Monday 8 June 2020

Tayto Salt & Vinegar (Republic of Ireland)

Here’s the final packet of Tayto crisps (and crispy snacks) from the exciting care package the Chef and I received from Ireland. So I thought I should take a look at the Tayto Website.
Where I found actual evidence that the Irish don’t care for what I always call Ready Salted as a flavour. They don’t make salt flavour crisps! Cliffs of Moher Taste Tester did tell me that its hard to buy salty crisps in Ireland. And, you know, why would she make that up? She wouldn’t. Of course not.

Plain salt flavour was just about the only kind of crisp you could get when I was a child so they hold a special place in my heart. And in fact, I often find I like the plain salted flavour best. So despite being of Irish extraction I confess I find this very weird indeed.

Anyhow. Onwards to the Salt & Vinegar flavour. The smell of vinegar is very strong but the taste of the crisps themselves quite gentle. A fine cut, a good crunch and a tasty crisp. I ate a few and the Chef ate all the rest. I think he enjoyed them.
And of course I mustn’t forget that Tayto run a theme park in County Meath, with rides and a zoo and visits to the crisp factory. Although, of course, I am writing this in the time of coronavirus and it’s not currently open. The wooden roller coaster named for Ireland’s great mythical hero Cú Chulainn looks absolutely terrifying. And it’s not very reassuring to read it’s not suitable for people with heart or back conditions, or pregnant guests.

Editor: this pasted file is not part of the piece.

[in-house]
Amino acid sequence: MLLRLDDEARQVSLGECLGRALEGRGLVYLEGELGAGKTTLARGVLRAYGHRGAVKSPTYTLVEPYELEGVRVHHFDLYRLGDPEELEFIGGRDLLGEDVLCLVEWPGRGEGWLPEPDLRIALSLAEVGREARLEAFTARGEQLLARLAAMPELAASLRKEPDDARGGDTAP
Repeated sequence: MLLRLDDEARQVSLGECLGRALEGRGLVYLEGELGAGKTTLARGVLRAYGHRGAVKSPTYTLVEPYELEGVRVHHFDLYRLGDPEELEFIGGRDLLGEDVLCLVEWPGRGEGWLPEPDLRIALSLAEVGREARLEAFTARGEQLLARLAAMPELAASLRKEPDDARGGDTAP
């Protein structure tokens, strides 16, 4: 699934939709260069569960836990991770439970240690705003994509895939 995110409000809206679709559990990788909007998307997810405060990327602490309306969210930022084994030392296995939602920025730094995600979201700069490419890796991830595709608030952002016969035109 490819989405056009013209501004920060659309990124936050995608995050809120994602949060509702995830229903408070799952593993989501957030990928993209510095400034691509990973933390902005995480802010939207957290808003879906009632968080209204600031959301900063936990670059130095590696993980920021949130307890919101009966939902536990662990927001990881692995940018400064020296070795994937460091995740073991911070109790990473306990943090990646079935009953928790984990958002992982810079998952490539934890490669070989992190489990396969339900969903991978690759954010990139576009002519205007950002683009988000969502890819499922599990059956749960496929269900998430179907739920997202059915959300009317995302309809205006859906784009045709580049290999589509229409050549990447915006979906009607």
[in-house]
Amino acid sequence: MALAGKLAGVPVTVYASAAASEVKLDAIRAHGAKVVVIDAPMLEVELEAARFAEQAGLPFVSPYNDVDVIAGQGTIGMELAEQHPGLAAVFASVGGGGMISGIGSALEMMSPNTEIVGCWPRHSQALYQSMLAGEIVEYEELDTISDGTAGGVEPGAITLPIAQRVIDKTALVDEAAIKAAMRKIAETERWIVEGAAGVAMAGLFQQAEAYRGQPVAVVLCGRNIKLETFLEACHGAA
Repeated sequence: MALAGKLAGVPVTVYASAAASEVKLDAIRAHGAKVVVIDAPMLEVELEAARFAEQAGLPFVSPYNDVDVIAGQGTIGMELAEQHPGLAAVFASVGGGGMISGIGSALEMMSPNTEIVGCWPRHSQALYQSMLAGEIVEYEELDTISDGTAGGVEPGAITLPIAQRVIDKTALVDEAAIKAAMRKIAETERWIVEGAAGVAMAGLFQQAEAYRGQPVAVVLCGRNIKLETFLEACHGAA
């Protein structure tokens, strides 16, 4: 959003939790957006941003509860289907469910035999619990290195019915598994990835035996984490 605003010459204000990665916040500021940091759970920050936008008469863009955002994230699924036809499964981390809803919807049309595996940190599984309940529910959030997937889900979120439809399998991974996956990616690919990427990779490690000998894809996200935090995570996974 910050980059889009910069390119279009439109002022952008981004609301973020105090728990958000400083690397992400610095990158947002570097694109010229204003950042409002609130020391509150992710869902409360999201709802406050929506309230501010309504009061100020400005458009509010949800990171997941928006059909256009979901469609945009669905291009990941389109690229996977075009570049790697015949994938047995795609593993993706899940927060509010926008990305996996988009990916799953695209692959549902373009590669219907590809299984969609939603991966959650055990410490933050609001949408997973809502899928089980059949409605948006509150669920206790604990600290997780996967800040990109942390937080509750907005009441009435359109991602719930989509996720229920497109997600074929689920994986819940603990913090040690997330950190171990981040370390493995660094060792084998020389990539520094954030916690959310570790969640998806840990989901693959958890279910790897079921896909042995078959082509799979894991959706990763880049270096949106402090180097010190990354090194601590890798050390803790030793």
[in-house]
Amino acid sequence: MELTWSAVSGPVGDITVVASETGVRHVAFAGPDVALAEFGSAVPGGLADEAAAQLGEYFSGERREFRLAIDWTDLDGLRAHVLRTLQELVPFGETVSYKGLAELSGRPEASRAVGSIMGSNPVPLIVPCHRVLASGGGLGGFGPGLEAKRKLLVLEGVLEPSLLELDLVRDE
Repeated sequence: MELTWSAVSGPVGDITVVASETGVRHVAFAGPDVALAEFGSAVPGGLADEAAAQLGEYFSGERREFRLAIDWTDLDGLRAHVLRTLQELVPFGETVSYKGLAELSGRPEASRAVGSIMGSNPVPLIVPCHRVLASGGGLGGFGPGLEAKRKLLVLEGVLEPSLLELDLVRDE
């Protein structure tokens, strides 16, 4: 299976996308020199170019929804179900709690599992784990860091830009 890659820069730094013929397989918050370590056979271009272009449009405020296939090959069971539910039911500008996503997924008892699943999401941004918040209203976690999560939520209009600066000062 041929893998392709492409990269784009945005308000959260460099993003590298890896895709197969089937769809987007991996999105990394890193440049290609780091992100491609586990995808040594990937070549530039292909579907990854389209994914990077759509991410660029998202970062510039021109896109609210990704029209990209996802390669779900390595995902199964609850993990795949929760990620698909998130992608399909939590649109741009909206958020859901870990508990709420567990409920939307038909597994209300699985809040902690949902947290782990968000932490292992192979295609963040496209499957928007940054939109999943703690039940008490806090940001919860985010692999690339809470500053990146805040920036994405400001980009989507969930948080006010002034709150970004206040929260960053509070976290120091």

Wednesday 3 June 2020

Tayto Smokey Bacon (Republic of Ireland)

This Smokey Bacon potato crisp (or chip) from Irish crisp giant Tayto is a very good crisp.

The crisp itself has a lovely light texture, a nice crunch. But. Unfortunately the Smokey Bacon flavour is not particularly to my taste. Here’s a Welsh Smokey Bacon crisp from Taylors, or another version from Walkers which seemed to be surprisingly popular with the reluctant taste testers. But perhaps not with me. Or the Chef.

Bacon can be a good flavour for a crispy snack but I find myself less impressed by smokey bacon. I don’t really understand why it seems to be so popular.

At any rate, the crisps themselves are very nice so I dare say I might be pleased to try a different flavour.